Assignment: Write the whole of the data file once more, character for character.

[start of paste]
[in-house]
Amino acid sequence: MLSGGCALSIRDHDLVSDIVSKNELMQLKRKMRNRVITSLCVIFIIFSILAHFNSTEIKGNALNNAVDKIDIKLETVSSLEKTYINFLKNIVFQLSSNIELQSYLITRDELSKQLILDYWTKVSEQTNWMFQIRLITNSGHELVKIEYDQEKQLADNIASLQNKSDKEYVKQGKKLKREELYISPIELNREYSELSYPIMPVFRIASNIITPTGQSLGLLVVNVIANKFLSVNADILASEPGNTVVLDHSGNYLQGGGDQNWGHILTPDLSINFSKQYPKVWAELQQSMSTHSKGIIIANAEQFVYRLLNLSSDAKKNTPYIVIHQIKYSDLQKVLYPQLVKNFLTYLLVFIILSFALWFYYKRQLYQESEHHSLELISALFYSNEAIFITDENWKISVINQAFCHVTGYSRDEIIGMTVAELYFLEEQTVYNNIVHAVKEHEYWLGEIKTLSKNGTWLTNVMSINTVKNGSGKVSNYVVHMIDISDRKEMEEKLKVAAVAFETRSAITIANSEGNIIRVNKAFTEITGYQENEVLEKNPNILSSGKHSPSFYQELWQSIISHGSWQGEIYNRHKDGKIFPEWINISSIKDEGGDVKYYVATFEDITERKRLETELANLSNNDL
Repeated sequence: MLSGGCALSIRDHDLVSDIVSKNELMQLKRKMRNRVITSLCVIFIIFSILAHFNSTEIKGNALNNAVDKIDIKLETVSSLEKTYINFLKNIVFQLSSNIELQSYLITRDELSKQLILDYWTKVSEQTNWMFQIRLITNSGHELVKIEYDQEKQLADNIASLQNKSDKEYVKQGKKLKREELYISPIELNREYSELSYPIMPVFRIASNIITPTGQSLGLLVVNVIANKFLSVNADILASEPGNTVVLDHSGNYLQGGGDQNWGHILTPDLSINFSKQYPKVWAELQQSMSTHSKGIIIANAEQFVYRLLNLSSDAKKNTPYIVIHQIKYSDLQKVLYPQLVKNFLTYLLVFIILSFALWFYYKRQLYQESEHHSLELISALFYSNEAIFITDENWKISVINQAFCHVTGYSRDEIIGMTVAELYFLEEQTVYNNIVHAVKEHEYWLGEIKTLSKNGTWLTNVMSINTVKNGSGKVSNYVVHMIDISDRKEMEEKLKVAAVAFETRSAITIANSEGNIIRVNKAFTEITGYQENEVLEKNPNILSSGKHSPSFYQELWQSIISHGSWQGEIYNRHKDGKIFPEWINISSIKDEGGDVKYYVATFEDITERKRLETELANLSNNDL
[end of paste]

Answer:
[in-house]
Amino acid sequence: MLSGGCALSIRDHDLVSDIVSKNELMQLKRKMRNRVITSLCVIFIIFSILAHFNSTEIKGNALNNAVDKIDIKLETVSSLEKTYINFLKNIVFQLSSNIELQSYLITRDELSKQLILDYWTKVSEQTNWMFQIRLITNSGHELVKIEYDQEKQLADNIASLQNKSDKEYVKQGKKLKREELYISPIELNREYSELSYPIMPVFRIASNIITPTGQSLGLLVVNVIANKFLSVNADILASEPGNTVVLDHSGNYLQGGGDQNWGHILTPDLSINFSKQYPKVWAELQQSMSTHSKGIIIANAEQFVYRLLNLSSDAKKNTPYIVIHQIKYSDLQKVLYPQLVKNFLTYLLVFIILSFALWFYYKRQLYQESEHHSLELISALFYSNEAIFITDENWKISVINQAFCHVTGYSRDEIIGMTVAELYFLEEQTVYNNIVHAVKEHEYWLGEIKTLSKNGTWLTNVMSINTVKNGSGKVSNYVVHMIDISDRKEMEEKLKVAAVAFETRSAITIANSEGNIIRVNKAFTEITGYQENEVLEKNPNILSSGKHSPSFYQELWQSIISHGSWQGEIYNRHKDGKIFPEWINISSIKDEGGDVKYYVATFEDITERKRLETELANLSNNDL
Repeated sequence: MLSGGCALSIRDHDLVSDIVSKNELMQLKRKMRNRVITSLCVIFIIFSILAHFNSTEIKGNALNNAVDKIDIKLETVSSLEKTYINFLKNIVFQLSSNIELQSYLITRDELSKQLILDYWTKVSEQTNWMFQIRLITNSGHELVKIEYDQEKQLADNIASLQNKSDKEYVKQGKKLKREELYISPIELNREYSELSYPIMPVFRIASNIITPTGQSLGLLVVNVIANKFLSVNADILASEPGNTVVLDHSGNYLQGGGDQNWGHILTPDLSINFSKQYPKVWAELQQSMSTHSKGIIIANAEQFVYRLLNLSSDAKKNTPYIVIHQIKYSDLQKVLYPQLVKNFLTYLLVFIILSFALWFYYKRQLYQESEHHSLELISALFYSNEAIFITDENWKISVINQAFCHVTGYSRDEIIGMTVAELYFLEEQTVYNNIVHAVKEHEYWLGEIKTLSKNGTWLTNVMSINTVKNGSGKVSNYVVHMIDISDRKEMEEKLKVAAVAFETRSAITIANSEGNIIRVNKAFTEITGYQENEVLEKNPNILSSGKHSPSFYQELWQSIISHGSWQGEIYNRHKDGKIFPEWINISSIKDEGGDVKYYVATFEDITERKRLETELANLSNNDL